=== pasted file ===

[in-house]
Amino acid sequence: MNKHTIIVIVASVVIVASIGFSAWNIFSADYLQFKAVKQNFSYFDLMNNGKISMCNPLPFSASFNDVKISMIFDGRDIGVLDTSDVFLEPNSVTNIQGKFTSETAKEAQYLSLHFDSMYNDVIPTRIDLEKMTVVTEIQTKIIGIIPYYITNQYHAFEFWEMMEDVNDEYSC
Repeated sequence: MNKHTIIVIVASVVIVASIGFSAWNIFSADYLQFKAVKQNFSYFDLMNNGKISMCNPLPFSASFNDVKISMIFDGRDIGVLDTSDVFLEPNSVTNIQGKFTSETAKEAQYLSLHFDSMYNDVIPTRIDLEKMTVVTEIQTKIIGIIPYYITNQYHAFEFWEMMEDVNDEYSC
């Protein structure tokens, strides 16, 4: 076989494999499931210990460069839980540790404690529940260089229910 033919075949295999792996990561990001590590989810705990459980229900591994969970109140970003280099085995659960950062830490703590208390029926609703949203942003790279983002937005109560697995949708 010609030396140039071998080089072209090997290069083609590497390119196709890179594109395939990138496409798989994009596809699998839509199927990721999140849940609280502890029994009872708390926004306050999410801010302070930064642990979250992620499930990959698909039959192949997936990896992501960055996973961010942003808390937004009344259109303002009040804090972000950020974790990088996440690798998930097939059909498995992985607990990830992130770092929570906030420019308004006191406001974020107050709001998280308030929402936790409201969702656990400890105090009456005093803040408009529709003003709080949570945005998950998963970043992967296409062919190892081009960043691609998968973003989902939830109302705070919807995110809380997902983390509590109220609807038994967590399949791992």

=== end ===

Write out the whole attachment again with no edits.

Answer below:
[in-house]
Amino acid sequence: MNKHTIIVIVASVVIVASIGFSAWNIFSADYLQFKAVKQNFSYFDLMNNGKISMCNPLPFSASFNDVKISMIFDGRDIGVLDTSDVFLEPNSVTNIQGKFTSETAKEAQYLSLHFDSMYNDVIPTRIDLEKMTVVTEIQTKIIGIIPYYITNQYHAFEFWEMMEDVNDEYSC
Repeated sequence: MNKHTIIVIVASVVIVASIGFSAWNIFSADYLQFKAVKQNFSYFDLMNNGKISMCNPLPFSASFNDVKISMIFDGRDIGVLDTSDVFLEPNSVTNIQGKFTSETAKEAQYLSLHFDSMYNDVIPTRIDLEKMTVVTEIQTKIIGIIPYYITNQYHAFEFWEMMEDVNDEYSC
């Protein structure tokens, strides 16, 4: 076989494999499931210990460069839980540790404690529940260089229910 033919075949295999792996990561990001590590989810705990459980229900591994969970109140970003280099085995659960950062830490703590208390029926609703949203942003790279983002937005109560697995949708 010609030396140039071998080089072209090997290069083609590497390119196709890179594109395939990138496409798989994009596809699998839509199927990721999140849940609280502890029994009872708390926004306050999410801010302070930064642990979250992620499930990959698909039959192949997936990896992501960055996973961010942003808390937004009344259109303002009040804090972000950020974790990088996440690798998930097939059909498995992985607990990830992130770092929570906030420019308004006191406001974020107050709001998280308030929402936790409201969702656990400890105090009456005093803040408009529709003003709080949570945005998950998963970043992967296409062919190892081009960043691609998968973003989902939830109302705070919807995110809380997902983390509590109220609807038994967590399949791992």